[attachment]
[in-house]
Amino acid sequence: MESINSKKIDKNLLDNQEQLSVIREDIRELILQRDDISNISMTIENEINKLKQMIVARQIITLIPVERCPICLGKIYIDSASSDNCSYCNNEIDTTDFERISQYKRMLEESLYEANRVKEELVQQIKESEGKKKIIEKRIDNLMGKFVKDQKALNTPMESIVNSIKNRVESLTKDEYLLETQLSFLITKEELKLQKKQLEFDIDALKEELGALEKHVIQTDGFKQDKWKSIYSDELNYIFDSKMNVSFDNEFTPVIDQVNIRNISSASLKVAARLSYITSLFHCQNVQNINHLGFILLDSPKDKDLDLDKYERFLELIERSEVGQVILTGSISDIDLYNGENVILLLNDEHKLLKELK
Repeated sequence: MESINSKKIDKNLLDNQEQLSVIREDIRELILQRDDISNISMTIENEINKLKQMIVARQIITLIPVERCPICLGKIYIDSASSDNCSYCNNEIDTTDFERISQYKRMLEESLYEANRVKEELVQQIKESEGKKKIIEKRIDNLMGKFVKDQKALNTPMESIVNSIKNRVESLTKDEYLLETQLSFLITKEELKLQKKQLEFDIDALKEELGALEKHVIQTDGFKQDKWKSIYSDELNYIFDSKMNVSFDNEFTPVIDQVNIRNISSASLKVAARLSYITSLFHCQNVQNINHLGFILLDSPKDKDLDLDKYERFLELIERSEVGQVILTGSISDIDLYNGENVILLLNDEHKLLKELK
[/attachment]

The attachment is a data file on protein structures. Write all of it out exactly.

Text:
[in-house]
Amino acid sequence: MESINSKKIDKNLLDNQEQLSVIREDIRELILQRDDISNISMTIENEINKLKQMIVARQIITLIPVERCPICLGKIYIDSASSDNCSYCNNEIDTTDFERISQYKRMLEESLYEANRVKEELVQQIKESEGKKKIIEKRIDNLMGKFVKDQKALNTPMESIVNSIKNRVESLTKDEYLLETQLSFLITKEELKLQKKQLEFDIDALKEELGALEKHVIQTDGFKQDKWKSIYSDELNYIFDSKMNVSFDNEFTPVIDQVNIRNISSASLKVAARLSYITSLFHCQNVQNINHLGFILLDSPKDKDLDLDKYERFLELIERSEVGQVILTGSISDIDLYNGENVILLLNDEHKLLKELK
Repeated sequence: MESINSKKIDKNLLDNQEQLSVIREDIRELILQRDDISNISMTIENEINKLKQMIVARQIITLIPVERCPICLGKIYIDSASSDNCSYCNNEIDTTDFERISQYKRMLEESLYEANRVKEELVQQIKESEGKKKIIEKRIDNLMGKFVKDQKALNTPMESIVNSIKNRVESLTKDEYLLETQLSFLITKEELKLQKKQLEFDIDALKEELGALEKHVIQTDGFKQDKWKSIYSDELNYIFDSKMNVSFDNEFTPVIDQVNIRNISSASLKVAARLSYITSLFHCQNVQNINHLGFILLDSPKDKDLDLDKYERFLELIERSEVGQVILTGSISDIDLYNGENVILLLNDEHKLLKELK